What makes this place stand out from the thousands of pau shops in Saigon? Paus aka Bánh Bao were introduced to the people of Vietnam via 1000 years of Chinese rule. Most if not all savory paus in Vietnam contain a filling composed of pork, onions, chinese sausage and 1/4 of an boiled egg. Ông Cả Cần's paus were famous for containing a quail egg in the center instead of the usual boiled chicken egg. His paus were also bigger than the others.

Bà Năm Sa Đéc, a famous actress made a business selling Cả Cần Style Paus after she retired from the stage. They were a huge hit and the name still carries on today. Although I'm not sure if Bà Năm Sa Đéc still owns the place or not.

Besides their famous paus, they also offer Hủ Tiếu (pictured left).






So how did the food taste? Eh....I have to say I was kind of disappointed. There was nothing bad about the food it just didn't blow me away. I guess my expectations were a bit too high.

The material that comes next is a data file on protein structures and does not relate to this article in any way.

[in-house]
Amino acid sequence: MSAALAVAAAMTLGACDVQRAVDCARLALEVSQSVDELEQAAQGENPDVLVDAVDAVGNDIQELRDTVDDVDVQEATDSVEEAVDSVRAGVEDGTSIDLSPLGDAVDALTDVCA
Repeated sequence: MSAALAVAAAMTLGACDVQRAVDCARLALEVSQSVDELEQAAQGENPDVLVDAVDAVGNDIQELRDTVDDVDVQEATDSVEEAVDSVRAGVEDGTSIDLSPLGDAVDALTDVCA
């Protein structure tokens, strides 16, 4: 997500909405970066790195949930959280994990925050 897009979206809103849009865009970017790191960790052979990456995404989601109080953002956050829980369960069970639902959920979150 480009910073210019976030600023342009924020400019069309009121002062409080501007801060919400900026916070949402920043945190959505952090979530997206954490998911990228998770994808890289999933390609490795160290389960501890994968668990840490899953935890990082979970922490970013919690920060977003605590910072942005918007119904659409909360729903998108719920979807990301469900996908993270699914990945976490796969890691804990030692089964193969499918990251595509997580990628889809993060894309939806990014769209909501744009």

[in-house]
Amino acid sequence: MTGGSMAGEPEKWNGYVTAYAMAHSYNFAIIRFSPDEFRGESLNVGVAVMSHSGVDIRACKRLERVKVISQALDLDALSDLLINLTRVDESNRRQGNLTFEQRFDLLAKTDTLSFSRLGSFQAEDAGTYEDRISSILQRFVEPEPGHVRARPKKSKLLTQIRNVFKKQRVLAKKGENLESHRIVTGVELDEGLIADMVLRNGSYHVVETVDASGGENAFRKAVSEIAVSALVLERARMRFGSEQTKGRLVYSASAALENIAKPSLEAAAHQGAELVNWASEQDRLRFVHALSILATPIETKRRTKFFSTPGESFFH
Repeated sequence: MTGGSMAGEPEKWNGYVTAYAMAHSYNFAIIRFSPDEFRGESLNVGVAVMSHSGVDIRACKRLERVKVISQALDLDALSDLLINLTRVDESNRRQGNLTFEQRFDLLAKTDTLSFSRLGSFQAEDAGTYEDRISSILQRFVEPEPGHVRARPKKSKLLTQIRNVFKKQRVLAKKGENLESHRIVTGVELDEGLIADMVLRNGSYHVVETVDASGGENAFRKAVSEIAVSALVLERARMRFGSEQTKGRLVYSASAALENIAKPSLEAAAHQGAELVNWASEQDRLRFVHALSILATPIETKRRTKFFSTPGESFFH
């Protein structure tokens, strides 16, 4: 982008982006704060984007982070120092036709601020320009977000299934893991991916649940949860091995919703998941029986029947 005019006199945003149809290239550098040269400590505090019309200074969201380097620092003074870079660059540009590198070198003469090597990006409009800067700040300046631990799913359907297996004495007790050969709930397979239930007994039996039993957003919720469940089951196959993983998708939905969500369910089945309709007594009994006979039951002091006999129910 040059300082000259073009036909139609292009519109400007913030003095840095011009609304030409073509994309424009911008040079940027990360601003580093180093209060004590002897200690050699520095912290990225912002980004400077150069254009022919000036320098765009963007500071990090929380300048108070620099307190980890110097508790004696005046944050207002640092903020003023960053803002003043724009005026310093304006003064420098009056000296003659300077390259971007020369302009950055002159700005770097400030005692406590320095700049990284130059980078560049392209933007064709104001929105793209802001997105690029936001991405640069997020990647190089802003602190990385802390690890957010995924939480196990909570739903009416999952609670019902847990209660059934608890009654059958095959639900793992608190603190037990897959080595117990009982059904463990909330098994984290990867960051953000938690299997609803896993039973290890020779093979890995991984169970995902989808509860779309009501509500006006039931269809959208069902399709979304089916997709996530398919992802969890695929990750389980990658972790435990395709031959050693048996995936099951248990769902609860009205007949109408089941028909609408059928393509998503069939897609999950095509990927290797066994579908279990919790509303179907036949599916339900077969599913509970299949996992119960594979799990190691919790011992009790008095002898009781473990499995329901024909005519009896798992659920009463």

Most premixed Vietnamese pau flour sold out there promise you'll be able to make Cả Cần paus with their flour. So there must be something special about Cả Cần paus for people to want to imitate them so much. Whatever that something is....I didn't see or taste it that day. The dough was dense and had a noticeable hint of ammonia, which tells me...it was improperly done. What do I mean? Ammonia (baking ammonia) evaporates under heat, releasing co2. The co2 is captured by the gluten in the dough which the final product soft, light and fluffy. The noticeable hint of ammonia suggests too much ammonia was added, so much more then what's needed. Secondly the thick dense dough tells me that the dough wasn't kneaded enough.

But anyways, if you're ever in Saigon and are around An Dong market, stop Bánh Bao Cả Cần for a taste and tell me what you think.

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